They have a wide variety of email bulletin options, so you can subscribe to a publication that meets your interests. My favorite is the Snapshots section, which gives a quick overview, or teaser, about a story with a link to the full article on their website. Again, I like quick summaries. It saves me time.
I signed up for the general news summary, plus a self-help series. Surprisingly, the self-help summaries are pretty good! They include relevant and helpful self-improvement information from actual experts. However, they became unsustainable over time. Eventually, my inbox was filled with a backlog of things to read.
What I like about it: The summary style, the quality of the writing and the relevance of the information.
Sign up for Buzzfeed.
The New York Times: The Morning Email Newsletter
Formerly known as the Morning Briefing, the Morning newsletter is brought to you by The New York Times. If you’re looking for more in-depth summaries of current events, this is one of your best options. The Times does a great job of recapping the most popular and interesting headlines. Honestly, it feels just like getting a daily newspaper or magazine in my mailbox. For the most part, I enjoyed reading it during the pandemic. It became my go-to source (because I could trust the information) about COVID-19, the response, vaccinations, and more. Yet, over time it became a challenge to find the time to read it every day. Eventually, I unsubscribed to focus on other newsletters.
CNBC Morning Squawk
This is a daily email that recaps what’s going on in the financial world. If you’re an investor, this is a great way to stay in touch with what’s going on in the economy and the markets. CNBC provides snapshots of the major markets and short summaries of relevant financial news. Also, they have a section called “Stocks to Watch”, which can be helpful for investors.
Fortunately, CNBC doesn’t cram its newsletter with too much content, which is important to me. If I’m receiving ten different electronic publications every day, I don’t want to spend too much time with any one particular publication journal. This email newsletter respects its audience.
What I like about it: It’s a financially-focused email, but it still gives a great summary of the day’s top news.
Sign up for CNBC Morning Squawk.
OZY is a media company that offers a variety of daily emails on topics ranging from politics to science, tech, travel, and lifestyle.
ProPublica keeps the length of its bulletin short. It focuses on the most important news and information of the day. Usually, they only have two or three stories, including a small photo for each, a catchy headline and a short summary of the story. Plus, you can click on the headline to view the full article on their website. This approach is great, as you can keep in touch with what’s going on by just skimming the email. As a result, you can stay informed without investing too much time.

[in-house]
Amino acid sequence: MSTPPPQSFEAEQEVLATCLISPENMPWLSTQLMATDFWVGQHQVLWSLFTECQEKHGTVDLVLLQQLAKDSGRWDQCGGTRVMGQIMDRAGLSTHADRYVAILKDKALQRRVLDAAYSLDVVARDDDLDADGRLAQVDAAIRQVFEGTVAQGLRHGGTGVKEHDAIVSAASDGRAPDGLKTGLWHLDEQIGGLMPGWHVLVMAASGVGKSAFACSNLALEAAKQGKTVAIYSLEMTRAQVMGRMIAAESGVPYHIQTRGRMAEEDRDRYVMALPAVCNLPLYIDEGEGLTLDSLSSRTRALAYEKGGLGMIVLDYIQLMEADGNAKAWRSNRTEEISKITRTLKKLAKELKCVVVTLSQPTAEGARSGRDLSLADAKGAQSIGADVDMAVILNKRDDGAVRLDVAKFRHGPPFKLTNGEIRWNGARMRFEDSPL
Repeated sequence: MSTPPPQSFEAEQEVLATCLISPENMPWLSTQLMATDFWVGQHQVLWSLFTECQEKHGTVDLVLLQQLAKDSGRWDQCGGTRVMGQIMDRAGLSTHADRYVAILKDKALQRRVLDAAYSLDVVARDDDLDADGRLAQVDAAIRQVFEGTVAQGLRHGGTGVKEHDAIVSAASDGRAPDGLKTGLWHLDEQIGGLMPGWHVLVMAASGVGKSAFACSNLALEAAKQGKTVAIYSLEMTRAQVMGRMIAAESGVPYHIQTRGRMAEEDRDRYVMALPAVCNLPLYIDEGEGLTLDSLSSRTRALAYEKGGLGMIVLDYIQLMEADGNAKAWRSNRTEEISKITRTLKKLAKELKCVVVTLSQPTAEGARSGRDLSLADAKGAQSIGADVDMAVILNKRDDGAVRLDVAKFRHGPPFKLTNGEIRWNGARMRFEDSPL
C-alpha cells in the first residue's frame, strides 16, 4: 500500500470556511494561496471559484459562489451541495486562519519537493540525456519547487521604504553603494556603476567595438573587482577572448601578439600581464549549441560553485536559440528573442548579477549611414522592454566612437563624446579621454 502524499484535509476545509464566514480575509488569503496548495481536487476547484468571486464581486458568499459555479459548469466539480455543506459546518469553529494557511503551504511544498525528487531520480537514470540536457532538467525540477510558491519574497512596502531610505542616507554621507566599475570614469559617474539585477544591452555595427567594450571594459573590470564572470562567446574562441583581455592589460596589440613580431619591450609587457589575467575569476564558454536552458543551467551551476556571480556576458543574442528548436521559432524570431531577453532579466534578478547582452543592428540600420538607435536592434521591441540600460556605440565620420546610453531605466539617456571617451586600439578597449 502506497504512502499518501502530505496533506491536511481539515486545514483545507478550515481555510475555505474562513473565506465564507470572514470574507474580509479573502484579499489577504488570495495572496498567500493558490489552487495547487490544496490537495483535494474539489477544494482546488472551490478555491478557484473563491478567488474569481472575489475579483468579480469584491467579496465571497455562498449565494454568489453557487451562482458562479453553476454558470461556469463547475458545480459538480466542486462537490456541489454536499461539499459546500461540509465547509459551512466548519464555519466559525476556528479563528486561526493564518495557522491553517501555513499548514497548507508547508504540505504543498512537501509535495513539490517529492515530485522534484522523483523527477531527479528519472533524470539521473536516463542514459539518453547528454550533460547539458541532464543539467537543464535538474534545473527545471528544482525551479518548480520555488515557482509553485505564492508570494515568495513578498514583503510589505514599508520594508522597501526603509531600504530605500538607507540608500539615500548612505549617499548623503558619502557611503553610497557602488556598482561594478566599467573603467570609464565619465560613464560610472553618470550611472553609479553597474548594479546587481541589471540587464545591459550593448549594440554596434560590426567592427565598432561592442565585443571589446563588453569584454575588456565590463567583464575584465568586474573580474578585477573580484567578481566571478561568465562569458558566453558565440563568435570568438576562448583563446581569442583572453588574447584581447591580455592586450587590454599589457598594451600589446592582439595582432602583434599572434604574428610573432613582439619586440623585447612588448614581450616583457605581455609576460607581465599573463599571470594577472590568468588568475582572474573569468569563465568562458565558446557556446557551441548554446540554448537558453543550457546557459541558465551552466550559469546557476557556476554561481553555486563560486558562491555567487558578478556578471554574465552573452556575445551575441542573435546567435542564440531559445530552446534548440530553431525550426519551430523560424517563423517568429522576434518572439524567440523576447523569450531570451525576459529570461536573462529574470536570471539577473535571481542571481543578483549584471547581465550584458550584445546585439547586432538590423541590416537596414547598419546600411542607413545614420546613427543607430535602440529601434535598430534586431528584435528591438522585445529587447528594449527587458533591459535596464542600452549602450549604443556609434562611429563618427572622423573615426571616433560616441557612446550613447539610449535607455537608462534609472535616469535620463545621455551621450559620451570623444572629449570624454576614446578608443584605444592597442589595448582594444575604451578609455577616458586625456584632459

What I like about it: The newsletter is short and simple and the articles are well written. However, some of their articles make me question if they are truly “pro-public”.
Sign Up for ProPublica.
Vox Sentences tagline is “THE NEWS BUT SHORTER”. Similarly, the tagline on their website is “UNDERSTAND THE NEWS”. It is another daily summary email bulletin with sections on Top News, Miscellaneous, Verbatim, Watch This (Video), and Read More.
What I like about it: It is short and sweet with relevant information.
Sign up to receive Vox Sentences.
Niche Email Newsletters
The following are other email distributions that provide targeted information in regard to a specific niche. They don’t deliver a summary of the day’s news, but they do provide useful information.
General Assembly – GA helps people with career transformation and helps close the skills gap for your next job. The company offers expert-led workshops and training courses in coding, data, design, digital marketing, and more.
General Assembly’s email newsletter is a that is primarily focused on highlighting GA’s training courses and workshops. In addition, they have links to articles on careers, upcoming events, interviewing tips and more. If you’re planning to change jobs, this is one you should sign up for.
The Digital Detective.
The Digital Detective is my weekly newsletter for investigation professionals. Each week, we’ll highlight a collection of helpful, bite-sized updates on investigation tools, search tools and tips, terms and definitions, and relevant article summaries. Plus, you’ll get updates on what’s going on in the investigation industry, links to investigation news stories, and more.
Here’s a link to a recent issue. If you like what you see, there’s a sign up form at the bottom of this page if you’d like to check it out.
If you still want more, many news networks such as NBC, ABC, CBS, MSNBC, and Fox distribute newsletters. They are basically a summary of the news they report on TV and via their website.
Thanks to suggestions from readers, I’ll be adding reviews for other digests and bulletins in the near future. I just signed up for Thrillist, Engadget, Brain Pickings, and The Fizzle. I’ll give them a few weeks, and then I’ll add a review for each.
Questions, Comments and Suggestions
If you have any questions, comments or suggestions about this list of the best email newsletters, please post a message below.
If you love lists, check out our Lists of Lists section.